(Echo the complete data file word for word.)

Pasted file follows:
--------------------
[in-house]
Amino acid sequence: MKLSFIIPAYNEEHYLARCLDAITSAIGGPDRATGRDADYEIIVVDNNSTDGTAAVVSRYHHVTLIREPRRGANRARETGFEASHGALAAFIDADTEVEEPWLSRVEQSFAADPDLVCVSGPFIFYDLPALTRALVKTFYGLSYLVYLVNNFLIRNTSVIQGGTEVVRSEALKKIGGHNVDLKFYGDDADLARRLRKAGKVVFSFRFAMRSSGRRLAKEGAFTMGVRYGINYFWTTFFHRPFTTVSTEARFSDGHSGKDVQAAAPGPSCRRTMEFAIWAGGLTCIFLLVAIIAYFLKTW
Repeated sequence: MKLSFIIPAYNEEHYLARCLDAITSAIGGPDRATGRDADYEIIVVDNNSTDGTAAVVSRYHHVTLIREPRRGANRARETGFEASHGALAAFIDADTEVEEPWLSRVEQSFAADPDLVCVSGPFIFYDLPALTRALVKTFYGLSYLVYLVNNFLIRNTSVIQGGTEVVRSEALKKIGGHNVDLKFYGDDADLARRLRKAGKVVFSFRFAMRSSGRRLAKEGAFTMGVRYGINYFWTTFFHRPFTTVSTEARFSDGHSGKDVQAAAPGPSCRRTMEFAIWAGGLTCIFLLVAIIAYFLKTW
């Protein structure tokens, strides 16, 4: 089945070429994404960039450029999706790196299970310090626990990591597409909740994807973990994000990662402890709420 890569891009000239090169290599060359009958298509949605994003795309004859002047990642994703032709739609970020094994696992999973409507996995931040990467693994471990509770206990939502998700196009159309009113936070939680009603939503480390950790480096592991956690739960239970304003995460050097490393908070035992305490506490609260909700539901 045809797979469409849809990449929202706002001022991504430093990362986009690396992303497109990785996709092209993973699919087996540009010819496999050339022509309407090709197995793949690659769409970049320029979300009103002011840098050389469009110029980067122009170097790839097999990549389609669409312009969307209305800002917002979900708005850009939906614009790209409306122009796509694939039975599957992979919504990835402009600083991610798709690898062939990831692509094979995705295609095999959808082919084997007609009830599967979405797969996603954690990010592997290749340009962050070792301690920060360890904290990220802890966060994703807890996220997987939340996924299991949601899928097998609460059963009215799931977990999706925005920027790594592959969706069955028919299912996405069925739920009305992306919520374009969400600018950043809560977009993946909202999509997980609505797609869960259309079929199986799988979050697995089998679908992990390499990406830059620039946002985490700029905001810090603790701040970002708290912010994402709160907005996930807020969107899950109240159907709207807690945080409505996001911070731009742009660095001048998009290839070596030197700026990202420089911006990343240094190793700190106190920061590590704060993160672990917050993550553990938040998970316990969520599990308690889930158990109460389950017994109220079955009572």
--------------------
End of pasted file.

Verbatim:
[in-house]
Amino acid sequence: MKLSFIIPAYNEEHYLARCLDAITSAIGGPDRATGRDADYEIIVVDNNSTDGTAAVVSRYHHVTLIREPRRGANRARETGFEASHGALAAFIDADTEVEEPWLSRVEQSFAADPDLVCVSGPFIFYDLPALTRALVKTFYGLSYLVYLVNNFLIRNTSVIQGGTEVVRSEALKKIGGHNVDLKFYGDDADLARRLRKAGKVVFSFRFAMRSSGRRLAKEGAFTMGVRYGINYFWTTFFHRPFTTVSTEARFSDGHSGKDVQAAAPGPSCRRTMEFAIWAGGLTCIFLLVAIIAYFLKTW
Repeated sequence: MKLSFIIPAYNEEHYLARCLDAITSAIGGPDRATGRDADYEIIVVDNNSTDGTAAVVSRYHHVTLIREPRRGANRARETGFEASHGALAAFIDADTEVEEPWLSRVEQSFAADPDLVCVSGPFIFYDLPALTRALVKTFYGLSYLVYLVNNFLIRNTSVIQGGTEVVRSEALKKIGGHNVDLKFYGDDADLARRLRKAGKVVFSFRFAMRSSGRRLAKEGAFTMGVRYGINYFWTTFFHRPFTTVSTEARFSDGHSGKDVQAAAPGPSCRRTMEFAIWAGGLTCIFLLVAIIAYFLKTW
């Protein structure tokens, strides 16, 4: 089945070429994404960039450029999706790196299970310090626990990591597409909740994807973990994000990662402890709420 890569891009000239090169290599060359009958298509949605994003795309004859002047990642994703032709739609970020094994696992999973409507996995931040990467693994471990509770206990939502998700196009159309009113936070939680009603939503480390950790480096592991956690739960239970304003995460050097490393908070035992305490506490609260909700539901 045809797979469409849809990449929202706002001022991504430093990362986009690396992303497109990785996709092209993973699919087996540009010819496999050339022509309407090709197995793949690659769409970049320029979300009103002011840098050389469009110029980067122009170097790839097999990549389609669409312009969307209305800002917002979900708005850009939906614009790209409306122009796509694939039975599957992979919504990835402009600083991610798709690898062939990831692509094979995705295609095999959808082919084997007609009830599967979405797969996603954690990010592997290749340009962050070792301690920060360890904290990220802890966060994703807890996220997987939340996924299991949601899928097998609460059963009215799931977990999706925005920027790594592959969706069955028919299912996405069925739920009305992306919520374009969400600018950043809560977009993946909202999509997980609505797609869960259309079929199986799988979050697995089998679908992990390499990406830059620039946002985490700029905001810090603790701040970002708290912010994402709160907005996930807020969107899950109240159907709207807690945080409505996001911070731009742009660095001048998009290839070596030197700026990202420089911006990343240094190793700190106190920061590590704060993160672990917050993550553990938040998970316990969520599990308690889930158990109460389950017994109220079955009572």